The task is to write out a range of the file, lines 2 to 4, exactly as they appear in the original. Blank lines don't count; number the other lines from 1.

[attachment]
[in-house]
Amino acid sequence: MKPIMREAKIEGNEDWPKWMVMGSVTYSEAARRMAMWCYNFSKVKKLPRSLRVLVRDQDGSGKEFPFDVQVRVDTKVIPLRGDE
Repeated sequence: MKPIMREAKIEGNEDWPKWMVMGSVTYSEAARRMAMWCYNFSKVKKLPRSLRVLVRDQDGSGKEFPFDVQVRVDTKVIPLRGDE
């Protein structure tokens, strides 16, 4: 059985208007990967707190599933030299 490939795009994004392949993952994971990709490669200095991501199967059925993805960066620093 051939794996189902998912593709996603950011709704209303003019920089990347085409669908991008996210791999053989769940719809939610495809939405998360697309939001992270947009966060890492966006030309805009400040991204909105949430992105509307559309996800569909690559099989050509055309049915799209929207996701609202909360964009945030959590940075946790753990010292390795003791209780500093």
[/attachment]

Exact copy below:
Amino acid sequence: MKPIMREAKIEGNEDWPKWMVMGSVTYSEAARRMAMWCYNFSKVKKLPRSLRVLVRDQDGSGKEFPFDVQVRVDTKVIPLRGDE
Repeated sequence: MKPIMREAKIEGNEDWPKWMVMGSVTYSEAARRMAMWCYNFSKVKKLPRSLRVLVRDQDGSGKEFPFDVQVRVDTKVIPLRGDE
């Protein structure tokens, strides 16, 4: 059985208007990967707190599933030299 490939795009994004392949993952994971990709490669200095991501199967059925993805960066620093 051939794996189902998912593709996603950011709704209303003019920089990347085409669908991008996210791999053989769940719809939610495809939405998360697309939001992270947009966060890492966006030309805009400040991204909105949430992105509307559309996800569909690559099989050509055309049915799209929207996701609202909360964009945030959590940075946790753990010292390795003791209780500093």